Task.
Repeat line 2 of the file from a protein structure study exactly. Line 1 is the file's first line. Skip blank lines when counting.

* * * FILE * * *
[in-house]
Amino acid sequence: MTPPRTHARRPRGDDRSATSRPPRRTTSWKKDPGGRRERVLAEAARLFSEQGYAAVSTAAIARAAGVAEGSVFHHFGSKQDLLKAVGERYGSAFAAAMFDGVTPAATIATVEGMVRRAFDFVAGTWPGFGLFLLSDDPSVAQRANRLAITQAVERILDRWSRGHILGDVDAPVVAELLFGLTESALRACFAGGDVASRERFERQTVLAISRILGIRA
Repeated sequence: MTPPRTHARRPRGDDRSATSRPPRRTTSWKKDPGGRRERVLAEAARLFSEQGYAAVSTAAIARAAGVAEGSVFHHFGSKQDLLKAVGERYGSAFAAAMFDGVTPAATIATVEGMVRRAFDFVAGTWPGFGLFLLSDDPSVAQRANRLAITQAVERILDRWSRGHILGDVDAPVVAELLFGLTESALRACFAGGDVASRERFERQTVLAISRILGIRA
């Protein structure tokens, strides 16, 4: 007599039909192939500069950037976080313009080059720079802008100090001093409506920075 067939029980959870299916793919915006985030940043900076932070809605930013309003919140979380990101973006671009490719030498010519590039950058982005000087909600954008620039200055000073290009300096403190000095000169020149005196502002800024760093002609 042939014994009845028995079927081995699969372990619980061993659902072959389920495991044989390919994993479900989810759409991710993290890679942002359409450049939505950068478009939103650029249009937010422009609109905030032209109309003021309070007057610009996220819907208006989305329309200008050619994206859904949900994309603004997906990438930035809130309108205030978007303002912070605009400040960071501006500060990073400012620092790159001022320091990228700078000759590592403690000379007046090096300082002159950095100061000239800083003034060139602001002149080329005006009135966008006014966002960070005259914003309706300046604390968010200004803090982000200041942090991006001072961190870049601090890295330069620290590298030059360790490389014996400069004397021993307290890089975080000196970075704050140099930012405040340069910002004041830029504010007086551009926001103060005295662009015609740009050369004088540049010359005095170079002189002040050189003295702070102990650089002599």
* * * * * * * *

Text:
Amino acid sequence: MTPPRTHARRPRGDDRSATSRPPRRTTSWKKDPGGRRERVLAEAARLFSEQGYAAVSTAAIARAAGVAEGSVFHHFGSKQDLLKAVGERYGSAFAAAMFDGVTPAATIATVEGMVRRAFDFVAGTWPGFGLFLLSDDPSVAQRANRLAITQAVERILDRWSRGHILGDVDAPVVAELLFGLTESALRACFAGGDVASRERFERQTVLAISRILGIRA